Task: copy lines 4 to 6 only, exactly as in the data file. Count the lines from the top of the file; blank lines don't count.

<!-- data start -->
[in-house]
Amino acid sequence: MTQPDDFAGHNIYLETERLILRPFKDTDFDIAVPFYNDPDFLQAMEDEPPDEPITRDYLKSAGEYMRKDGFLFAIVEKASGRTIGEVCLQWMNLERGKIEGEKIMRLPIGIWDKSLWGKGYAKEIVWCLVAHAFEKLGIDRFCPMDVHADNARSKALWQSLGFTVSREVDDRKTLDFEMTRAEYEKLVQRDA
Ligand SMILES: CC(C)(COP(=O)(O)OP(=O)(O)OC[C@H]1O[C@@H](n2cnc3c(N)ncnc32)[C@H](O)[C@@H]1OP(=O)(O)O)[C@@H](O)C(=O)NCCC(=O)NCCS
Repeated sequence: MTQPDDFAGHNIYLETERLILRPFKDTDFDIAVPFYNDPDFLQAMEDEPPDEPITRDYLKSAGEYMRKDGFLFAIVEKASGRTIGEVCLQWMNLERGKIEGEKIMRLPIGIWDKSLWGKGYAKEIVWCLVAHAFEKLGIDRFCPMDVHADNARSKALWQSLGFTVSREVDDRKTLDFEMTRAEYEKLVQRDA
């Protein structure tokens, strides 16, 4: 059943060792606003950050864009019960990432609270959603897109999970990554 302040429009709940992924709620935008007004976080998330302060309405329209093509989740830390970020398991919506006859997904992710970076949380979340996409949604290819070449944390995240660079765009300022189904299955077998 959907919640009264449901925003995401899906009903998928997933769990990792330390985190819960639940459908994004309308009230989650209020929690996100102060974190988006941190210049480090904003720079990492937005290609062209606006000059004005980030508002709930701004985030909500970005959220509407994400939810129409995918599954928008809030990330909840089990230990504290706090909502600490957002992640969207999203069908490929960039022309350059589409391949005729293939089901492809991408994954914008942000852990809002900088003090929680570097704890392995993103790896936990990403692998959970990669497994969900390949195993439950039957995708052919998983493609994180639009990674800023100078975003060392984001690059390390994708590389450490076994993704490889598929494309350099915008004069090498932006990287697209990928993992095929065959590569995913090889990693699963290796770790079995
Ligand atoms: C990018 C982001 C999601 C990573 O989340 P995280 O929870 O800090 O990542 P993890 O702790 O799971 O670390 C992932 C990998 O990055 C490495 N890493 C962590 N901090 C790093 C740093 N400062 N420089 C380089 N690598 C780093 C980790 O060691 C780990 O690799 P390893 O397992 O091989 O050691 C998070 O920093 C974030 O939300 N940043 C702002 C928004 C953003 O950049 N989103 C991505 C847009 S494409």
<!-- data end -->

Repeated sequence: MTQPDDFAGHNIYLETERLILRPFKDTDFDIAVPFYNDPDFLQAMEDEPPDEPITRDYLKSAGEYMRKDGFLFAIVEKASGRTIGEVCLQWMNLERGKIEGEKIMRLPIGIWDKSLWGKGYAKEIVWCLVAHAFEKLGIDRFCPMDVHADNARSKALWQSLGFTVSREVDDRKTLDFEMTRAEYEKLVQRDA
């Protein structure tokens, strides 16, 4: 059943060792606003950050864009019960990432609270959603897109999970990554 302040429009709940992924709620935008007004976080998330302060309405329209093509989740830390970020398991919506006859997904992710970076949380979340996409949604290819070449944390995240660079765009300022189904299955077998 959907919640009264449901925003995401899906009903998928997933769990990792330390985190819960639940459908994004309308009230989650209020929690996100102060974190988006941190210049480090904003720079990492937005290609062209606006000059004005980030508002709930701004985030909500970005959220509407994400939810129409995918599954928008809030990330909840089990230990504290706090909502600490957002992640969207999203069908490929960039022309350059589409391949005729293939089901492809991408994954914008942000852990809002900088003090929680570097704890392995993103790896936990990403692998959970990669497994969900390949195993439950039957995708052919998983493609994180639009990674800023100078975003060392984001690059390390994708590389450490076994993704490889598929494309350099915008004069090498932006990287697209990928993992095929065959590569995913090889990693699963290796770790079995
Ligand atoms: C990018 C982001 C999601 C990573 O989340 P995280 O929870 O800090 O990542 P993890 O702790 O799971 O670390 C992932 C990998 O990055 C490495 N890493 C962590 N901090 C790093 C740093 N400062 N420089 C380089 N690598 C780093 C980790 O060691 C780990 O690799 P390893 O397992 O091989 O050691 C998070 O920093 C974030 O939300 N940043 C702002 C928004 C953003 O950049 N989103 C991505 C847009 S494409």